Bill Shine Out at Fox News, Suzanne Scott Becomes President of Programming

Shine, who had been with FNC since its 1996 launch, has most famously been the top player in the cable network's programming division.

Fox News co-president Bill Shine is out at the cable news empire. The move comes as Shine was due back Monday after two days out of the office for a pre-planned long weekend. 

Rupert Murdoch, 21st Century Fox and Fox News executive chairman, made the announcement Monday via a brief email to Fox News staffers. 

"Sadly, Bill Shine resigned today," wrote Murdoch in a memo obtained by The Hollywood Reporter. "I know Bill was respected and liked by everybody at Fox News. We will all miss him."

Suzanne Scott becomes president of programming and Jay Wallace has been promoted to president of news. Scott had been Shine's second-in-command in programming and has been with the network since it began in 1996. Additionally,  Fox Business Network executive vp Brian Jones becomes president of the network, reporting to Scott and Wallace.

The Murdochs had recently quietly put out external feelers for a new head of Fox News and were known to be looking for a woman, which would send a clear message given the cloud of sexism the network has been under since last summer when Gretchen Carlson's lawsuit opened the floodgates of similar accusations against former Fox News chief Roger Ailes as well as network star Bill O'Reilly. But multiple media observers note that Scott does not represent a break from the past nor the clean slate many women at Fox News have been agitating for. 

In a media release announcing the executive shuffle, Murdoch also said: "This is a significant day for all at Fox News. Bill has played a huge role in building Fox News to its present position as the nation's biggest and most important cable channel in the history of the industry. His contribution to our channel and our country will resonate for many years.”

Shine has been accused of covering up incidents of sexual harassment of Ailes, his former boss, who was ousted from the network last summer after Carlson's lawsuit against him. (Shine has denied the allegations.) Since Ailes' abrupt departure, he has served as co-president of Fox News Channel alongside Jack Abernethy — but his roots at the company are much deeper, as was his work with O'Reilly.

Shine, who had been with FNC since its 1996 launch, has most famously been the top player in the cable network's programming division. He first served as senior vp, ultimately becoming senior executive vp before his current expanded role.

While in programming, Shine was the point person on the familiar, fiery conservative commentary that made its primetime a ratings winner. He was the executive in charge of O'Reilly, Sean Hannity and former staffer Greta Van Susteren.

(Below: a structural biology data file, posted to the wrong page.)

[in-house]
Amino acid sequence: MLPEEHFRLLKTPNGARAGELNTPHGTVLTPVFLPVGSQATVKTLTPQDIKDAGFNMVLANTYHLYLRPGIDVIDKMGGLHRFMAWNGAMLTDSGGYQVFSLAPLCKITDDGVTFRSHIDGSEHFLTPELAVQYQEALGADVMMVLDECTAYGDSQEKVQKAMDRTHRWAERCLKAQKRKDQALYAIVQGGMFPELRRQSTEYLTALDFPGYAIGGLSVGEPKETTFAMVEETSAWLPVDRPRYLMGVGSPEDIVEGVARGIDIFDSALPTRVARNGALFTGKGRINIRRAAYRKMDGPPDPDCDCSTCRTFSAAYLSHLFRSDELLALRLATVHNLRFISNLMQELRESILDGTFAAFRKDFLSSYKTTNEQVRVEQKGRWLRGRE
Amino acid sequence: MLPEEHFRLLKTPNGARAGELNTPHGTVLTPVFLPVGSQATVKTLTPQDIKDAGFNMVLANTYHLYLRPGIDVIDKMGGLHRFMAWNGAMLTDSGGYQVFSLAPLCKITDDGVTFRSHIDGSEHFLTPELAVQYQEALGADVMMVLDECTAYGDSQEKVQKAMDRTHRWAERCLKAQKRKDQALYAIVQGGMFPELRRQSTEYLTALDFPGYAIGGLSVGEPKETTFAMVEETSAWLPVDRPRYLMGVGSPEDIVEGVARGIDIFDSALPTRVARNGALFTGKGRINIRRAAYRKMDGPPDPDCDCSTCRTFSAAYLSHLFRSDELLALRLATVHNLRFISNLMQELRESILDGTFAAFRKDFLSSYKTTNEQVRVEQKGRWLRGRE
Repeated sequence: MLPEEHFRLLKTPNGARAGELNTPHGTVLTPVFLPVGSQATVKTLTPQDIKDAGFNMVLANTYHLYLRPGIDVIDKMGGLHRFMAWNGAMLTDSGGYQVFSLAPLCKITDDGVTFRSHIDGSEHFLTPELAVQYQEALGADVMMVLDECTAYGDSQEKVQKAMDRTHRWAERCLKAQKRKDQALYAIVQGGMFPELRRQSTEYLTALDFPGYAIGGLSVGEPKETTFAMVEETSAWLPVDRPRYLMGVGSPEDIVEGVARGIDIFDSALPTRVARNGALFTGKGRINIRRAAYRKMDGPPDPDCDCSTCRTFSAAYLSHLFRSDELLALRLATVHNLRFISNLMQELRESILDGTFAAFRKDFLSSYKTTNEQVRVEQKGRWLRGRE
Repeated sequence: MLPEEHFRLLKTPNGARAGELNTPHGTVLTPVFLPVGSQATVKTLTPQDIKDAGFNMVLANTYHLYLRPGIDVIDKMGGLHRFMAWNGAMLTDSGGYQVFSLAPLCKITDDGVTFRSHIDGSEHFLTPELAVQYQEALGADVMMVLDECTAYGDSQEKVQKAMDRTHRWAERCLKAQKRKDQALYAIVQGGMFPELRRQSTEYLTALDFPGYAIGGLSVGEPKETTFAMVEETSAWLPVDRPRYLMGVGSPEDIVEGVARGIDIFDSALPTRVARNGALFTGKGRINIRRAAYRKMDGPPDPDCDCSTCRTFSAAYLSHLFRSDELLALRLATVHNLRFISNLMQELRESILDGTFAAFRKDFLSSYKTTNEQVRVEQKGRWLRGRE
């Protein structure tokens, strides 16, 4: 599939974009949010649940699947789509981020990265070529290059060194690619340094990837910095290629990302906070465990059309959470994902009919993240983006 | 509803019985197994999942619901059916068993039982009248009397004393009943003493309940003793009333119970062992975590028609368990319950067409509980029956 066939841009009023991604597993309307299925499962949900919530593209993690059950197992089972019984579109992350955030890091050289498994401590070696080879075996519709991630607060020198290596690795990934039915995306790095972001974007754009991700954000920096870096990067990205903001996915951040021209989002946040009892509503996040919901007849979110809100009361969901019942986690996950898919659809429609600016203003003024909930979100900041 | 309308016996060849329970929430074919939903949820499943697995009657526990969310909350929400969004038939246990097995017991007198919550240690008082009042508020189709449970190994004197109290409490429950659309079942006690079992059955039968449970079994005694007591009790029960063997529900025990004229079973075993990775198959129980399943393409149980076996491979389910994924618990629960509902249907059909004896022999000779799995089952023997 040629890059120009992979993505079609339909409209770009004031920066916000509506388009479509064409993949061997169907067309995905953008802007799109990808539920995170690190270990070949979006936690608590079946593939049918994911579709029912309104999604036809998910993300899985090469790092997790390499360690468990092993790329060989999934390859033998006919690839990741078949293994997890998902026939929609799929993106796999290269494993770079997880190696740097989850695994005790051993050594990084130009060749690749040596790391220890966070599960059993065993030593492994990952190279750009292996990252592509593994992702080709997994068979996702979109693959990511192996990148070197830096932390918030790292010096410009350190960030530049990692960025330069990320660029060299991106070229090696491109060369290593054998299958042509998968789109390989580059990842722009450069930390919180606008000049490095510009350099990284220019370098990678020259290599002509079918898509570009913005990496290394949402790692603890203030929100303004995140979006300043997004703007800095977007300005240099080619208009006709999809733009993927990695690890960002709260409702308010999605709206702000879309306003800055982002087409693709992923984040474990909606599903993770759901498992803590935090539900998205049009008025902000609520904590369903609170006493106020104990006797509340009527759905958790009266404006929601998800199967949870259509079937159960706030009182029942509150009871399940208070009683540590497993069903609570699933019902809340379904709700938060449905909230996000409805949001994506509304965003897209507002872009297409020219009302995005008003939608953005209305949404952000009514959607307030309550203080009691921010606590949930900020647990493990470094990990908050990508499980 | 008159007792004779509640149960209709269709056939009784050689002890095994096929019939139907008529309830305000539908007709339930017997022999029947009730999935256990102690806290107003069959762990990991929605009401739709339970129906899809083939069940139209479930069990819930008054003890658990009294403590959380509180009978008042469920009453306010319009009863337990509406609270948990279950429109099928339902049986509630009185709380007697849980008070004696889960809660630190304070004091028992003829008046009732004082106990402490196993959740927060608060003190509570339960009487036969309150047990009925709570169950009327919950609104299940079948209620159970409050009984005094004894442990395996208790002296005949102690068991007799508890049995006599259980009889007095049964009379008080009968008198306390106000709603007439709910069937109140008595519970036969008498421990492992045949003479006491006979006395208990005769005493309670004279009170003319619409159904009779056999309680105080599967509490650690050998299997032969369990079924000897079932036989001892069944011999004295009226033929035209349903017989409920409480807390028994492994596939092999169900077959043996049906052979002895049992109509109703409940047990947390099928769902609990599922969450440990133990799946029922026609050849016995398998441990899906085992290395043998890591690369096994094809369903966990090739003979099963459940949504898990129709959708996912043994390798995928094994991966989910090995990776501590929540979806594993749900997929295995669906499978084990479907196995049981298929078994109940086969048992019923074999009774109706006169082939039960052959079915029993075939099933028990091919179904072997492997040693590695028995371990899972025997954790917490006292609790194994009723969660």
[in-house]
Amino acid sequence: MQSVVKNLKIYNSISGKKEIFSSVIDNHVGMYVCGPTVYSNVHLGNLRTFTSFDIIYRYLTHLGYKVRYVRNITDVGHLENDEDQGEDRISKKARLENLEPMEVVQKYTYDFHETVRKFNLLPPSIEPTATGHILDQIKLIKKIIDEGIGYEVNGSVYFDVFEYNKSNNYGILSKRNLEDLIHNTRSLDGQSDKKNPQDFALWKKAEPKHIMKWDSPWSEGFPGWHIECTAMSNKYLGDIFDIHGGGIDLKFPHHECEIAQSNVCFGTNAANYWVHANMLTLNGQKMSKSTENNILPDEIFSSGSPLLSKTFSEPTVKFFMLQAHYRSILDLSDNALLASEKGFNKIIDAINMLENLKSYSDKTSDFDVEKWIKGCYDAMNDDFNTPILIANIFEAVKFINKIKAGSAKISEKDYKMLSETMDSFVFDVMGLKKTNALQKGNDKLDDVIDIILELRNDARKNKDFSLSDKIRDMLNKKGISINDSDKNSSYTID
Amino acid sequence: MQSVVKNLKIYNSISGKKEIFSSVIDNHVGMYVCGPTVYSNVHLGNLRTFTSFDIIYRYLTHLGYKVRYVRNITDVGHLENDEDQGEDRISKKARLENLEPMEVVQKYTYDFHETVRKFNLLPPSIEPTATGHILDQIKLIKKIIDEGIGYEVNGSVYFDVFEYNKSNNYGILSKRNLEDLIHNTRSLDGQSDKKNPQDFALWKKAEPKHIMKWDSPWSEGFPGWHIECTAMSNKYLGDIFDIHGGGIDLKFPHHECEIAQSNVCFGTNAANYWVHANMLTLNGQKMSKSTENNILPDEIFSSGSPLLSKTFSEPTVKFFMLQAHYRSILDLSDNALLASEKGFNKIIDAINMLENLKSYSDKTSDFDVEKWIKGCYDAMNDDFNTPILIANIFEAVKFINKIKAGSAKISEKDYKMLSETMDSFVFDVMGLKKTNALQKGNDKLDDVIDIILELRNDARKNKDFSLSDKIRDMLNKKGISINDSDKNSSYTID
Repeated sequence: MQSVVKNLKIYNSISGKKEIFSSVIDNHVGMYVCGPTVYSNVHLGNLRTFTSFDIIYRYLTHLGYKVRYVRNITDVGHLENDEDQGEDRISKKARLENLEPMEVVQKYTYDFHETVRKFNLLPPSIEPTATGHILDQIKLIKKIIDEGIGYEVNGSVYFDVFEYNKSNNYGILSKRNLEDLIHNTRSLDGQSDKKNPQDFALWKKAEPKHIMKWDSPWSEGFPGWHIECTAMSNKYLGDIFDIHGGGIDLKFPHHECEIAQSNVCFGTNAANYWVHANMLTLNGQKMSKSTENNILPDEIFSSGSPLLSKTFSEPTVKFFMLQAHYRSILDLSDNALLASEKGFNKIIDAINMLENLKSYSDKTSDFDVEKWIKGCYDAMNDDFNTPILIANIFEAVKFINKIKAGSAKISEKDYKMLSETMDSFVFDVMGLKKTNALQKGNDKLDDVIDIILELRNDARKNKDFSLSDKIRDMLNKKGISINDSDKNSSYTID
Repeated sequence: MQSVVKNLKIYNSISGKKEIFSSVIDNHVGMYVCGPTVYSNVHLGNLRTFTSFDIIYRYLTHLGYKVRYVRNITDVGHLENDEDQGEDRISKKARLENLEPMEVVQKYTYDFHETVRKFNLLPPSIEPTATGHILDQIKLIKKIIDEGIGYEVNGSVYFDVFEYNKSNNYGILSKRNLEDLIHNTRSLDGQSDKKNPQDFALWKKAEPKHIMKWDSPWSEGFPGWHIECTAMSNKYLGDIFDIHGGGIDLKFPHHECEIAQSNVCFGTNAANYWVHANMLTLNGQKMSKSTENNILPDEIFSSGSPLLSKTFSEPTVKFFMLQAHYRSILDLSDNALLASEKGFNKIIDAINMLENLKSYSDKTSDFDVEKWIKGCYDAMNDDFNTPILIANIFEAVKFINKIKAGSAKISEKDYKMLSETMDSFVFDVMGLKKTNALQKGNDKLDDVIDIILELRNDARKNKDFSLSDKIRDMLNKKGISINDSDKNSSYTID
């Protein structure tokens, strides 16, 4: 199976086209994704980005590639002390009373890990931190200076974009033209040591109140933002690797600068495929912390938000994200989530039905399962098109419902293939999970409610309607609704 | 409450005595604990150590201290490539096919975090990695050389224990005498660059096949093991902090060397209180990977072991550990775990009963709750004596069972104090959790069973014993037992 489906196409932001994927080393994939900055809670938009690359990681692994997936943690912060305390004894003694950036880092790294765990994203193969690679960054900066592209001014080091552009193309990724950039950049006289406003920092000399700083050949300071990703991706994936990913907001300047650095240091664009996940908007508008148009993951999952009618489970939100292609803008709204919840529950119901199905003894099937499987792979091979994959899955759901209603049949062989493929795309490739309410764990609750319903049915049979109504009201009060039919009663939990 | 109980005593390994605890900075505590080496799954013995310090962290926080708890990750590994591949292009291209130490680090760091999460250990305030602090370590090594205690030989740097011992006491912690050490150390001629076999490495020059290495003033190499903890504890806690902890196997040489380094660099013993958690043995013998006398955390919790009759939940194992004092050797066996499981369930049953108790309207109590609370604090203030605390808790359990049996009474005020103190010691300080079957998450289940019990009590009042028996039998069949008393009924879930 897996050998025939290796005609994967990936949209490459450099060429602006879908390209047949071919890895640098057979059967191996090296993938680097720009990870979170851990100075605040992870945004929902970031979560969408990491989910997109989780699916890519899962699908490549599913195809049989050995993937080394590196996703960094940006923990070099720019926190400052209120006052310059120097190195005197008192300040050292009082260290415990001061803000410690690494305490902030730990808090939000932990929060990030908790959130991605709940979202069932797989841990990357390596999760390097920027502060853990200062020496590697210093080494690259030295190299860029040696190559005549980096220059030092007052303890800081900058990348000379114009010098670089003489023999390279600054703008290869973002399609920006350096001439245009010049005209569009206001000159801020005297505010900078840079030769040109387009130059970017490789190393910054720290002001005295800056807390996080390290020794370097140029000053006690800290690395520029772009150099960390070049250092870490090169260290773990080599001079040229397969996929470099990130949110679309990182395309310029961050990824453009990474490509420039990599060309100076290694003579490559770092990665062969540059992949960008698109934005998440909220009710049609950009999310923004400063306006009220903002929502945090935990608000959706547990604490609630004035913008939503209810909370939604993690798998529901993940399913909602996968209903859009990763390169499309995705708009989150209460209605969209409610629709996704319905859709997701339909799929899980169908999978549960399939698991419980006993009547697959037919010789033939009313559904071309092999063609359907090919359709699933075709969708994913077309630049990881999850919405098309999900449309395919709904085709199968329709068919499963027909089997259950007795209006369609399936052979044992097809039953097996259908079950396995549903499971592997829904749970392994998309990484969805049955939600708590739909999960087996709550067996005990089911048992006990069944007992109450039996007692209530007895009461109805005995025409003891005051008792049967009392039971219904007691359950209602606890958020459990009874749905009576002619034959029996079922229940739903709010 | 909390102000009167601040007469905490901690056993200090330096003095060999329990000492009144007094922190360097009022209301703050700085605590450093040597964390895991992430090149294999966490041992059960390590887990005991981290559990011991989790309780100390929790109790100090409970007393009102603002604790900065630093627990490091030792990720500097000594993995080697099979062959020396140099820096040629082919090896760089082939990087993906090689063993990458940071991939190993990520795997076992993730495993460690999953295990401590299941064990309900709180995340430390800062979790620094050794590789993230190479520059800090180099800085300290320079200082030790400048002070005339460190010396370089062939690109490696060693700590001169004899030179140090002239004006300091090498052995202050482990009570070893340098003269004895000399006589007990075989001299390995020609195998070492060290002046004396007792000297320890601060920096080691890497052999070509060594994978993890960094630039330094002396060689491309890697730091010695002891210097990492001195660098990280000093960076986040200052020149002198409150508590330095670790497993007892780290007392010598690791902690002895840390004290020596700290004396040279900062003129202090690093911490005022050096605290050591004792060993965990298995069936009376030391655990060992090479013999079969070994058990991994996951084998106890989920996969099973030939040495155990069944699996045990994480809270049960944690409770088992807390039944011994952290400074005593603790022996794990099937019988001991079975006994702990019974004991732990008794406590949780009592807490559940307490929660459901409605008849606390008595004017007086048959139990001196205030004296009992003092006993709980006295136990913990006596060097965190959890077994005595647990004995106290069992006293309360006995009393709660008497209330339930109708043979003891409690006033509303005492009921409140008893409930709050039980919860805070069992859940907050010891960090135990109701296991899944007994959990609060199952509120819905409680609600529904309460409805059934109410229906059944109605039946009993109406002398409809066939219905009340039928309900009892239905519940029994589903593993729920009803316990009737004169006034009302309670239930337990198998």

Shine was also named in former Fox News personality Andrea Tantaros’ lawsuit against network executives, which claimed that Fox News “operated like a sex-fueled, Playboy Mansion-like cult.”

Hannity, a friend and colleague of Shine's, took to Twitter on Thursday to defend the network co-president, fearing the "end of the FNC as we know it" without Shine. Murdoch took Shine and Abernethy to lunch in Manhattan on April 24, for what appeared to be a very public show of support. But since then the pressure has only mounted on Shine; most recently, his name came up in a class action racial discrimination suit led by Fox News anchor Kelly Wright. 

Still, Shine has his defenders at the channel, who describe him as a gregarious executive who rose through the ranks. And the distinction between the programming and news divisions was always said to be an important one at Ailes' Fox News Channel. By lumping its right-leaning talking heads into Shine's programming division, news programs could define themselves by the network's "fair and balanced" motto.

Wallace was promoted to executive vp, news and editorial in early 2016, and successfully guided the network's election coverage, which included Chris Wallace (no relation) being tapped to moderate the final presidential debate between Donald Trump and Hillary Clinton.

Shine's move into a more overarching role at the company, one that saw him reporting directly to Murdoch, put him in charge of production and talent management. The latter area of his purview has been the biggest complication for Shine, as O'Reilly's contract renegotiation earlier this year was done with knowledge of the recent sexual harassment claims that eventually got O'Reilly kicked off the network. Shine has denied all of the allegations against him and he was known to have been a vocal advocate of keeping O'Reilly. 

Shine's departure is the fourth big exit to rock Fox News since 2016, including Megyn Kelly's defection to NBC News, where she will host a morning program and a primetime newsmagazine.

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